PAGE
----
ADOLESCENCE IN THE CROSS-HAIRS
a review of "Hanna"
Heaven knows sixteen's a hard age for anyone. When you've spent your whole life in a zero-tech hovel in the tundra, where you don't get breakfast unless you kill it first, while the only other human being in your universe subjects you to 24/7 martial arts training that would amount to child abuse, were it not for his reasons, it's rough indeed. But the real adolescence begins with discovery of a world beyond your upbringing. If you find yourself thrust abruptly into a confusing, noisy modern world with terrifying things in it like showers and ceiling-fans, that really ups the ante. And if you spend this time of discovery chased by assassins through a bewildering succession of countries and situations, while simultaneously trying to hunt down the woman whom you're told you must kill or be killed by, meanwhile struggling to find out who the heck you are and why everybody wants you dead just for existing, well then, somebody ought to at least nominate your life for the hardest adolescence of the year.
I like to evaluate films on four main criteria: physical, mental, emotional, and spiritual. If it scores on none it's a dog. If it does well on any one it disappoints me but I don't count it a complete waste of time. Two and it's okay. Three I really like it. And if it hits on all four it goes in my mental book of classics. “Hanna” hits on all four.
Physical: Does this movie grab you by the glands and take over your body, forcing your heart to beat faster and your breath to catch, making you feel like you are really there? Check. Mental: Does it give you an intriguing puzzle to solve, exercise your brain, and pile on such realistic detail that it makes the suspension of disbelief easy? Check. Emotional: Does it offer believable and engaging characters who cause the viewer to care what happens to them, and sometimes makes you gasp at a twist of the heart now and then? Check. Spiritual: Does it move you to confront deep moral/ethical/philosophical questions, and/or inspire you? Check on the first option. Summation: You'd have to work mighty hard to get better than this movie.
When you create super- or preternatural heroes, you stand some risk of making their challenges too easy to care about. When you write about some wide-eyed naif facing terrifying situations all by herself, you risk making her too pathetic, too easy a target. This movie strikes a razor-fine balance between these two extremes without toning either one down. It takes great risks, teetering on the edge of brutality or sentimentality, and escapes both within an inch of its life, piling the psychological tension onto this already volatile story.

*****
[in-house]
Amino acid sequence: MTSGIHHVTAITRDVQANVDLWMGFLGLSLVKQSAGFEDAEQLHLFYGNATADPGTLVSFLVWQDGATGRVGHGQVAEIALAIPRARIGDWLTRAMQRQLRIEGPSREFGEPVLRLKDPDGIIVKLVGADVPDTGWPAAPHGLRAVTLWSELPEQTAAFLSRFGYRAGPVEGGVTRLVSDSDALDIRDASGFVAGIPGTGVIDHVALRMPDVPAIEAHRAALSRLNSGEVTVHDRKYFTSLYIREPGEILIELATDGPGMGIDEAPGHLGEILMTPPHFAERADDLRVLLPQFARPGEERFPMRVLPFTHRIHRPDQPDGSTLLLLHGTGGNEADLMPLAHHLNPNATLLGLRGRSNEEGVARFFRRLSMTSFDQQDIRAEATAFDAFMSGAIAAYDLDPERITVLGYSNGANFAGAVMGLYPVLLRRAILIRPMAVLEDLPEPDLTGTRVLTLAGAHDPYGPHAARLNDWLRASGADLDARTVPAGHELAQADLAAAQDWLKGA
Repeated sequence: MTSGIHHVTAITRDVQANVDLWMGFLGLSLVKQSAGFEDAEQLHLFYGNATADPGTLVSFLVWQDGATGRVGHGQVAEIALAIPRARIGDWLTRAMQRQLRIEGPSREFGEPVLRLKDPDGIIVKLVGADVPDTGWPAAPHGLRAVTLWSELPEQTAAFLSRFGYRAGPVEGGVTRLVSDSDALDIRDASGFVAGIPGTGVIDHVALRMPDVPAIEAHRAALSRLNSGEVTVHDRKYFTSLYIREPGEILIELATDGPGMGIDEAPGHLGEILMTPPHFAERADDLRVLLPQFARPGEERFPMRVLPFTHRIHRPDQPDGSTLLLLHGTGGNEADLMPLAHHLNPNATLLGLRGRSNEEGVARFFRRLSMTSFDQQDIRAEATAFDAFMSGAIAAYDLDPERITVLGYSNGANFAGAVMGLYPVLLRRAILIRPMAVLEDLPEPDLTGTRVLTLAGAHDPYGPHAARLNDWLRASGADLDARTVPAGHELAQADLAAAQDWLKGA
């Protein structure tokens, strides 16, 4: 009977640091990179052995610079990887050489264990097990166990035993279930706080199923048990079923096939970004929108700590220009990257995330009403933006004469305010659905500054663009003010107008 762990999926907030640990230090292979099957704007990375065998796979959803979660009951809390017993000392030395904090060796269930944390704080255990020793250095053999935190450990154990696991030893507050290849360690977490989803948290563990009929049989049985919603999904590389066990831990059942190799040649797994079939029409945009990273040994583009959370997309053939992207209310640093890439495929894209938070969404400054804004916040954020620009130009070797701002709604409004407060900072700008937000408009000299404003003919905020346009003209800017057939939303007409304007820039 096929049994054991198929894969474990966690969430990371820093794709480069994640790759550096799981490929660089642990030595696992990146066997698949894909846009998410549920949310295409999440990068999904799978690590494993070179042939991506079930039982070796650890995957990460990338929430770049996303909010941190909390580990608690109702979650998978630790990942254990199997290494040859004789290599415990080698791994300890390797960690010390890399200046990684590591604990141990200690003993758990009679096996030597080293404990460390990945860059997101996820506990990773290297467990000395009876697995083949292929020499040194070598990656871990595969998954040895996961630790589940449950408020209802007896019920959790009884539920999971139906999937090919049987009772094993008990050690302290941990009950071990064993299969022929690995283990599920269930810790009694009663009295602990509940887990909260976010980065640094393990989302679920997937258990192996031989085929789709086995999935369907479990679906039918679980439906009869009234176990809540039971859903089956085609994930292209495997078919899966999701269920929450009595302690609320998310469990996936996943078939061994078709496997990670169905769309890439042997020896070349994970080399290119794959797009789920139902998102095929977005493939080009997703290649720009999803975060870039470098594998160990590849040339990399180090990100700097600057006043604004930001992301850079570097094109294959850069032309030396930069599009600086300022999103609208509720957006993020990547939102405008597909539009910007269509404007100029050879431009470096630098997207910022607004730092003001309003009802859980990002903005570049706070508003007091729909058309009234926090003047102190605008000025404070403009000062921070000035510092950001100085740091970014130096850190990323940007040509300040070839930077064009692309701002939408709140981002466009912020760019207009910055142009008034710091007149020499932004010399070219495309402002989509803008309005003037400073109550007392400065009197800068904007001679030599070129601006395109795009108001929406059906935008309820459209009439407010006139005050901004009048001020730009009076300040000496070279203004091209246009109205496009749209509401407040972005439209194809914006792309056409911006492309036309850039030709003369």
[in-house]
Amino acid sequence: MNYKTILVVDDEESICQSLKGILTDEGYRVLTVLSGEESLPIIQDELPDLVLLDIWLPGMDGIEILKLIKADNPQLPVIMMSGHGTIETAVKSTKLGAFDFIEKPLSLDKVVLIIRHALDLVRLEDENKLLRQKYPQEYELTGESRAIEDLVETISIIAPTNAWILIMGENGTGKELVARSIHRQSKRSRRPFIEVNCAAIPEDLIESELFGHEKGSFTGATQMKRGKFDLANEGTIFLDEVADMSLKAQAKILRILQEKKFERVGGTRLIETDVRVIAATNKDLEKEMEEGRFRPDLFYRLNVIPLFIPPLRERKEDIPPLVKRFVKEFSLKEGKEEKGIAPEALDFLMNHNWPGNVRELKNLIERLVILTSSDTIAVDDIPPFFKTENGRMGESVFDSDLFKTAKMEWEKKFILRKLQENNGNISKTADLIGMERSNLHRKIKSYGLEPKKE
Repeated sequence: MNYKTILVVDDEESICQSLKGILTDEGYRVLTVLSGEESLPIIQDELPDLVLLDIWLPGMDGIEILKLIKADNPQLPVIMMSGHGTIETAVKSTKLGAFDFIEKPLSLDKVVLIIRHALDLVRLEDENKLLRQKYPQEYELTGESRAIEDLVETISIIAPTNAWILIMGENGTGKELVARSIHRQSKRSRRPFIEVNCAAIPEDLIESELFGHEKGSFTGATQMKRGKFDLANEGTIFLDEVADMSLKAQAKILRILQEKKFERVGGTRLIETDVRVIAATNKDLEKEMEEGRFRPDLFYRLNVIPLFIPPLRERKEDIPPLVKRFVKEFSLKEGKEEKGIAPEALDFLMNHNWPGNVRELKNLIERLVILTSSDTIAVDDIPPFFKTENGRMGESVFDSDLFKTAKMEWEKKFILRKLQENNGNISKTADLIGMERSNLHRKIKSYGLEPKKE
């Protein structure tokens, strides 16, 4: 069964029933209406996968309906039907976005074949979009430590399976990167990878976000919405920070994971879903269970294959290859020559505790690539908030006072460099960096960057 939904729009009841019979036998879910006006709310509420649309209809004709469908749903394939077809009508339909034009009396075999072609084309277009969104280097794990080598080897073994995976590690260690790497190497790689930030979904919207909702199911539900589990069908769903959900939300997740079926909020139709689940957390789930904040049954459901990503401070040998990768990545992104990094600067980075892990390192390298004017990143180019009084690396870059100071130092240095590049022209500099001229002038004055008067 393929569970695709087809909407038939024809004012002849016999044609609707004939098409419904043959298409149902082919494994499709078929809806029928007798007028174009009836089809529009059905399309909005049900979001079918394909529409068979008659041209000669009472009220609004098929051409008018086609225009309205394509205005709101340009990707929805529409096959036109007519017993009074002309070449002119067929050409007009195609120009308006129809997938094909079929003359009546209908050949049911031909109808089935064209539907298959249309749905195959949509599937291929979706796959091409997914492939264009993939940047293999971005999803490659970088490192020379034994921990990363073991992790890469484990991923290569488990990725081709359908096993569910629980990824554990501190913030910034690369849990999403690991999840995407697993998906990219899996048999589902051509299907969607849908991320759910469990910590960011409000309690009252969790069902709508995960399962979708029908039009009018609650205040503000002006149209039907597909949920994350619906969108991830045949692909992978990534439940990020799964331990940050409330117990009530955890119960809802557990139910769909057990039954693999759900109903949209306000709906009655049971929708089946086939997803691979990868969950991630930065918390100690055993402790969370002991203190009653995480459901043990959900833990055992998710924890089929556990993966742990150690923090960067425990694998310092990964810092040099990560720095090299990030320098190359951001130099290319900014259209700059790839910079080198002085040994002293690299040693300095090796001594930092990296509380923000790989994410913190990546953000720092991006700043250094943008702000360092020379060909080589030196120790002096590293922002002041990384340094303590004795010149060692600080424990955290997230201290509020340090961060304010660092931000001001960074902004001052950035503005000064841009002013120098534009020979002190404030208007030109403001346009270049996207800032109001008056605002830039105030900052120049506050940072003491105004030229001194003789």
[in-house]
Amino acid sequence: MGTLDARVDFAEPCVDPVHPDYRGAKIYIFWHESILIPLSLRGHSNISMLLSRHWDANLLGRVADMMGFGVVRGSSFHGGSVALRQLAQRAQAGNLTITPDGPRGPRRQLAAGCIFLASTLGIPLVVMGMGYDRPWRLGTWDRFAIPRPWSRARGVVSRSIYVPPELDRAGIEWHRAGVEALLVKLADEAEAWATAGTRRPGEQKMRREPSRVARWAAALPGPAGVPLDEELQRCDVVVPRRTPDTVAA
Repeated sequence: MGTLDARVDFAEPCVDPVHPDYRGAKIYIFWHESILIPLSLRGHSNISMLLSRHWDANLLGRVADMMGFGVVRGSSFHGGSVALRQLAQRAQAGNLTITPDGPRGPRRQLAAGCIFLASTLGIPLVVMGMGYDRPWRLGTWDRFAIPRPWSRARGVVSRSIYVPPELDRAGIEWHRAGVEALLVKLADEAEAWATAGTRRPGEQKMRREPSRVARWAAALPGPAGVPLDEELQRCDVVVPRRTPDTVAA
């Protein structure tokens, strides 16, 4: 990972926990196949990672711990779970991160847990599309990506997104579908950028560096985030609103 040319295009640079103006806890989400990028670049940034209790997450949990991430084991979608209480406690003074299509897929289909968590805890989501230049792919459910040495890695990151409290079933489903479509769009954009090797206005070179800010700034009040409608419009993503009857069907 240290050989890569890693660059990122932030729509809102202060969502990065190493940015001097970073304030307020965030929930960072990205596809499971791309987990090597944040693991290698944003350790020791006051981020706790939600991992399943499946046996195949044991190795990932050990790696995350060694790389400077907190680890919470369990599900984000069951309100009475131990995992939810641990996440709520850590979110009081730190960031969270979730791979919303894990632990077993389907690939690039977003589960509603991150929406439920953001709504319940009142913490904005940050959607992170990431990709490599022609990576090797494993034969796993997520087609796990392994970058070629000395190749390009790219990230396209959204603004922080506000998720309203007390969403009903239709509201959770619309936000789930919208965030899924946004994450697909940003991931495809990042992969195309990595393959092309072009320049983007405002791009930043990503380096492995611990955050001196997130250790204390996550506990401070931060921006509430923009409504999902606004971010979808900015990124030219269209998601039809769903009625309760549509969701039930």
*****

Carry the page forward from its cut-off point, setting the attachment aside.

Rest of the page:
Hanna manages to simultaneously be one of the most horrifying and sympathetic characters I've run across in a long time. You can't help but love her. You also can't help but thank the stars that she won't ever move into your neighborhood. She kills as innocently as a wolf. She wonders as purely as a baby. The spiritual abuse that she has suffered enraged me until I understood the reasons for it—and then I still felt mad, and grieved for her, but where to direct that anger became much more of a problem. Her very existence stirs up deep moral issues on respect for human life, and her upbringing and inevitable circumstance only digs the questions deeper.
Saoirse Ronan, no older than the girl she portrays, does an amazing job bringing Hanna to life, and she already has an impressive track record in prior films, such as “The Lovely Bones” and “Atonement”. This is an actress to watch! Eric Bana manages to move the heart, both negatively and positively, as the cold-blooded killer who has sacrificed his entire life to raise and protect the little girl he loves. I did not recognize Cate Blanchett till the end credits, so thoroughly did she immerse into the ruthless yet brittle spy, whose secret you can guess at yet never confirm for certain. Tom Hillander, as Isaacs, pretty much played your standard twisted villain flunkie, but this story wasn't really about him. And all of the various actors met along the way on this frenetic road trip played their roles convincingly, with some particularly memorable turns by Jessica Barden (the “normal” teenage girl befriended by Hanna) and Aldo Maland (her little brother Miles—another young actor with a future!)
They had a good, tight script to work with, provided by Seth Lochhead and David Farr, based on Mr. Lochhead's original story. I would not recommend the inspired camera-work to anyone feeling queasy, but it perfectly captures Hanna's vertigo, thrust into the unknown. Speaking of queasiness, although they did not pull punches on violence, neither did they linger on gratuitous gore. Some things are best seen in silhouette, and I appreciate their restraint without compromising adrenaline. The artistic direction perfectly captured Hanna's world, both the harsh beauty, silence, and cold of her lifelong home, almost peaceful even in its violence, and the enticing/terrifying/overwhelming chaos beyond it.
A special word about the soundtrack, by the Chemical Brothers. Although not something I would listen to for pleasure, its mostly atonal noise perfectly matched the story of a girl who had never heard music at all until her life came into danger. This works well with the intermittent contrast of a wide range of music forms which Hanna encounters along the way, almost stabbing the heart with her sudden, brief brushes with beauty, so that we hear it, with her, as though for the first time. Throughout this harrowing tale we need these islands of relief, when for minutes at a time, Hanna can become a teenage girl discovering a brave new world.
With so much going for it, you have to hand some laurels to the director, Joe Wright. So much can't possibly go well simultaneously without a sure hand at the rudder. Well done, sir!